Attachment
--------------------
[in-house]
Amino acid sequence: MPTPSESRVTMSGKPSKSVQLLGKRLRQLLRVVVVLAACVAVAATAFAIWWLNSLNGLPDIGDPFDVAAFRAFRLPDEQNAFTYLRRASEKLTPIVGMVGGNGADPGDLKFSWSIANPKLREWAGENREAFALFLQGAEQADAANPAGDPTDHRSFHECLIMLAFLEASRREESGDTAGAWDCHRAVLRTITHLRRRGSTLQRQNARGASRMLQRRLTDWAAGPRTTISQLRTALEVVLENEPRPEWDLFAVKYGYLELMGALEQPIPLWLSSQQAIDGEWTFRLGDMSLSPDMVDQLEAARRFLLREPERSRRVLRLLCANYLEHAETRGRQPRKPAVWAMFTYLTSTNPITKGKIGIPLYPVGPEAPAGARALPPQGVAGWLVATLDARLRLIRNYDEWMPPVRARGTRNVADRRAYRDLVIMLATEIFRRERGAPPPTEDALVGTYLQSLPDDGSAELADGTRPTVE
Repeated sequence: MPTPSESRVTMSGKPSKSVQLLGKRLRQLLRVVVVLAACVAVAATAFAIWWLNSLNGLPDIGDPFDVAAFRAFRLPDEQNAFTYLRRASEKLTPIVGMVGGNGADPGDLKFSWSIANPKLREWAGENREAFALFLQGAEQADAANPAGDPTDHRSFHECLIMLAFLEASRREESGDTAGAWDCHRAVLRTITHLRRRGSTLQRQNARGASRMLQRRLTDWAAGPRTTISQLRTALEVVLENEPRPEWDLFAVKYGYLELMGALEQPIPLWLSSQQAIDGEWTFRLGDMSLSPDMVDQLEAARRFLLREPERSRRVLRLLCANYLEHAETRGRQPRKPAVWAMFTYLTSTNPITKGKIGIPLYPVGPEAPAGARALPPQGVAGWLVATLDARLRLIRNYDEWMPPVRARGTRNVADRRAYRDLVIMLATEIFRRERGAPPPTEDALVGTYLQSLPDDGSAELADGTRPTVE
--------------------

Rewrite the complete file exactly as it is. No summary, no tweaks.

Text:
[in-house]
Amino acid sequence: MPTPSESRVTMSGKPSKSVQLLGKRLRQLLRVVVVLAACVAVAATAFAIWWLNSLNGLPDIGDPFDVAAFRAFRLPDEQNAFTYLRRASEKLTPIVGMVGGNGADPGDLKFSWSIANPKLREWAGENREAFALFLQGAEQADAANPAGDPTDHRSFHECLIMLAFLEASRREESGDTAGAWDCHRAVLRTITHLRRRGSTLQRQNARGASRMLQRRLTDWAAGPRTTISQLRTALEVVLENEPRPEWDLFAVKYGYLELMGALEQPIPLWLSSQQAIDGEWTFRLGDMSLSPDMVDQLEAARRFLLREPERSRRVLRLLCANYLEHAETRGRQPRKPAVWAMFTYLTSTNPITKGKIGIPLYPVGPEAPAGARALPPQGVAGWLVATLDARLRLIRNYDEWMPPVRARGTRNVADRRAYRDLVIMLATEIFRRERGAPPPTEDALVGTYLQSLPDDGSAELADGTRPTVE
Repeated sequence: MPTPSESRVTMSGKPSKSVQLLGKRLRQLLRVVVVLAACVAVAATAFAIWWLNSLNGLPDIGDPFDVAAFRAFRLPDEQNAFTYLRRASEKLTPIVGMVGGNGADPGDLKFSWSIANPKLREWAGENREAFALFLQGAEQADAANPAGDPTDHRSFHECLIMLAFLEASRREESGDTAGAWDCHRAVLRTITHLRRRGSTLQRQNARGASRMLQRRLTDWAAGPRTTISQLRTALEVVLENEPRPEWDLFAVKYGYLELMGALEQPIPLWLSSQQAIDGEWTFRLGDMSLSPDMVDQLEAARRFLLREPERSRRVLRLLCANYLEHAETRGRQPRKPAVWAMFTYLTSTNPITKGKIGIPLYPVGPEAPAGARALPPQGVAGWLVATLDARLRLIRNYDEWMPPVRARGTRNVADRRAYRDLVIMLATEIFRRERGAPPPTEDALVGTYLQSLPDDGSAELADGTRPTVE